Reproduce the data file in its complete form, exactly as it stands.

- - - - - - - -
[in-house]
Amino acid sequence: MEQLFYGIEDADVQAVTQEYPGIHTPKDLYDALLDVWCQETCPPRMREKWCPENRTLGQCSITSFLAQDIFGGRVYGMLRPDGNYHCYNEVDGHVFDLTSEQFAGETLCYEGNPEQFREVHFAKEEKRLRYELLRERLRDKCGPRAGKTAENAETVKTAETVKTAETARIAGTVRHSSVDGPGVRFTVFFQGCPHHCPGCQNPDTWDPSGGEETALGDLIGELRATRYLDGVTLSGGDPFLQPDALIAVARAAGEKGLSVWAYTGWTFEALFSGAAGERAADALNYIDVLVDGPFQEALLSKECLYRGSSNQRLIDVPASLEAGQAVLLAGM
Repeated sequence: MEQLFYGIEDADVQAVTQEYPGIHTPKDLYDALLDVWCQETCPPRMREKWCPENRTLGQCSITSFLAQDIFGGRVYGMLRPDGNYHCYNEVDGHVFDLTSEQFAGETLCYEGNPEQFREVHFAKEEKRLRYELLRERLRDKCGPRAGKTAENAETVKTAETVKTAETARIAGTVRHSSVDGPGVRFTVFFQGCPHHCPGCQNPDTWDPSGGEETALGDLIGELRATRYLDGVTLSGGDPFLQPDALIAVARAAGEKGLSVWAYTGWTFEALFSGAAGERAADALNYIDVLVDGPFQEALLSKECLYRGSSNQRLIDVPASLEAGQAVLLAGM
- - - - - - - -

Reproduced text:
[in-house]
Amino acid sequence: MEQLFYGIEDADVQAVTQEYPGIHTPKDLYDALLDVWCQETCPPRMREKWCPENRTLGQCSITSFLAQDIFGGRVYGMLRPDGNYHCYNEVDGHVFDLTSEQFAGETLCYEGNPEQFREVHFAKEEKRLRYELLRERLRDKCGPRAGKTAENAETVKTAETVKTAETARIAGTVRHSSVDGPGVRFTVFFQGCPHHCPGCQNPDTWDPSGGEETALGDLIGELRATRYLDGVTLSGGDPFLQPDALIAVARAAGEKGLSVWAYTGWTFEALFSGAAGERAADALNYIDVLVDGPFQEALLSKECLYRGSSNQRLIDVPASLEAGQAVLLAGM
Repeated sequence: MEQLFYGIEDADVQAVTQEYPGIHTPKDLYDALLDVWCQETCPPRMREKWCPENRTLGQCSITSFLAQDIFGGRVYGMLRPDGNYHCYNEVDGHVFDLTSEQFAGETLCYEGNPEQFREVHFAKEEKRLRYELLRERLRDKCGPRAGKTAENAETVKTAETVKTAETARIAGTVRHSSVDGPGVRFTVFFQGCPHHCPGCQNPDTWDPSGGEETALGDLIGELRATRYLDGVTLSGGDPFLQPDALIAVARAAGEKGLSVWAYTGWTFEALFSGAAGERAADALNYIDVLVDGPFQEALLSKECLYRGSSNQRLIDVPASLEAGQAVLLAGM